Google has also enforced a temporary restriction on ad content that makes reference to the election. It states advertisers can't run ads on "candidates, the election, or its outcomes" while the policy is in place. Google did not reply to a CBS News request for comment about when the restrictions would lift.

The Georgia runoffs take place January 5, and there are important deadlines ahead of the new year. The deadline to register to vote is December 7 and early voting starts in the state on December 14. Both parties are eager to get voters registered and casting ballots. 

"With just 55 days until the runoff elections in Georgia and critically important deadlines coming up for voters, Facebook and Google's plans to extend their ban on political ads are unacceptable," said Democratic Senatorial Campaign Committee Executive Director Scott Fairchild in a statement. "Organic disinformation is the actual problem on these platforms, and continuing to ban ads is now actively harmful to organizations working to inform Georgia's diverse voters about the January runoffs."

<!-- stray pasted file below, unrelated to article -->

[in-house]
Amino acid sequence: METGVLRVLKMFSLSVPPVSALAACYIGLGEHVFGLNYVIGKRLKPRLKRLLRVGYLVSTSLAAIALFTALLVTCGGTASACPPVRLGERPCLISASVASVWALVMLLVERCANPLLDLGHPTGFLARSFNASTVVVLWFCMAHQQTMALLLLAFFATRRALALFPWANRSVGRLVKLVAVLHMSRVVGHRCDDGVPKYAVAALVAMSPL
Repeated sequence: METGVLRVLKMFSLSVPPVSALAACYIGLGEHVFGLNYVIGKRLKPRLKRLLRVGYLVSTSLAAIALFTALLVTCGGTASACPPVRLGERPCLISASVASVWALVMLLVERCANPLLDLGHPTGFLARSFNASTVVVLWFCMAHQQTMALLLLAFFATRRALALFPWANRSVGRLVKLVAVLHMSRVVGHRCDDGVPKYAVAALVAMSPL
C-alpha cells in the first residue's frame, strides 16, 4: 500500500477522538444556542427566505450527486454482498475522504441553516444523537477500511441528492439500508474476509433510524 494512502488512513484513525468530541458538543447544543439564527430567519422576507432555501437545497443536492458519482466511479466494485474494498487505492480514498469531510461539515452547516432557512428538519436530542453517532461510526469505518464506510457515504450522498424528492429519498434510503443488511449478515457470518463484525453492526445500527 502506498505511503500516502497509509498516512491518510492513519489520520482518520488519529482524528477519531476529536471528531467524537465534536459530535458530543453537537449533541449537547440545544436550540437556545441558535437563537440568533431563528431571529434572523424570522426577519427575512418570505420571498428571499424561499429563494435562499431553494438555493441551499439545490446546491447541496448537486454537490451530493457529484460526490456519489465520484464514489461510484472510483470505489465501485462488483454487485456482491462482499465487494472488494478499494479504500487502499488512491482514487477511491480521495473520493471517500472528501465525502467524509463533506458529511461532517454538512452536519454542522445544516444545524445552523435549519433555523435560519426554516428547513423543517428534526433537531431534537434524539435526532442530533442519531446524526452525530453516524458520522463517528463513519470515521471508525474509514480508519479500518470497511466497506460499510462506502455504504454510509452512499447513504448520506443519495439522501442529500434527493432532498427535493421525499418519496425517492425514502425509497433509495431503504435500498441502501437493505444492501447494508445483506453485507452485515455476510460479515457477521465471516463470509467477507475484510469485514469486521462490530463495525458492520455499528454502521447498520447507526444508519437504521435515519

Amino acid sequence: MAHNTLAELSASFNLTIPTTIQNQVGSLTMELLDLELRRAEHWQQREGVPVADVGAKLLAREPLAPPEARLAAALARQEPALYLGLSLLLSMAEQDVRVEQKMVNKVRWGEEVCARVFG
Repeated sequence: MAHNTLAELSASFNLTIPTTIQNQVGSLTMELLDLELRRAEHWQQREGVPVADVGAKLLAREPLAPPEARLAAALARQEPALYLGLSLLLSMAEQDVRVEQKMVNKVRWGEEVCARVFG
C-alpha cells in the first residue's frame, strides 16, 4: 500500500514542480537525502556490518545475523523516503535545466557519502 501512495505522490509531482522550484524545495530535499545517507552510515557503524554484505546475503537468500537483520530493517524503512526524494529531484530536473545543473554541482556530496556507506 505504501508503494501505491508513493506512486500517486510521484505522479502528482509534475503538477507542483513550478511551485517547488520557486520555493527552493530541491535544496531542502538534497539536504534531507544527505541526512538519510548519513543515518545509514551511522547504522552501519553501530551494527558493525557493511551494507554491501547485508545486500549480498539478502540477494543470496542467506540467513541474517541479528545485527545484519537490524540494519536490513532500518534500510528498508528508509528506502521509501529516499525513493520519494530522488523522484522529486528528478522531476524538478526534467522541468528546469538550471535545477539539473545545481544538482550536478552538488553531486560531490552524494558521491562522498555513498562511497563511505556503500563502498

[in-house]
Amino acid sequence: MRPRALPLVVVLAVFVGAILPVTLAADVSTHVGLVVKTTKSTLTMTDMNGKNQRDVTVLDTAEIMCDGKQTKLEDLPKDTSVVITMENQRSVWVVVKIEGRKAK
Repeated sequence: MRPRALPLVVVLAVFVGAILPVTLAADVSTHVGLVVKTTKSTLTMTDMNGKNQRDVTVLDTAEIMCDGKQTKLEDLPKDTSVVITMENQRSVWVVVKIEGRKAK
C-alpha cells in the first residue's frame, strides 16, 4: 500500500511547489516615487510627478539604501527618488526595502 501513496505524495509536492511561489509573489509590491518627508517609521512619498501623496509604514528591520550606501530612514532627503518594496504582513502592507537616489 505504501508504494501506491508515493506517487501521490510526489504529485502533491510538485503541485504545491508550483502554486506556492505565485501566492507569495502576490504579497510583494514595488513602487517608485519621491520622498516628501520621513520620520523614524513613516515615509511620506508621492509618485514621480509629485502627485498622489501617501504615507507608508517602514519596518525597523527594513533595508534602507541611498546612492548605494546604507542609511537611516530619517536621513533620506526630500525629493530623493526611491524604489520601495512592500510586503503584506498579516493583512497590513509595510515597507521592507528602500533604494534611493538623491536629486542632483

The parties disagree on just about every issue, but not this one. 

Raphael Warnock, Senator Kelly Loeffler, Jon Ossoff, Senator David Perdue are seen in this combo photo. Getty Images

"Facebook's temporary pause on ads is a breach of First Amendment rights. The lack of transparency on when ads will resume and the timing of it could not be worse," Jesse Hunt of the National Republican Senatorial Committee said in a statement.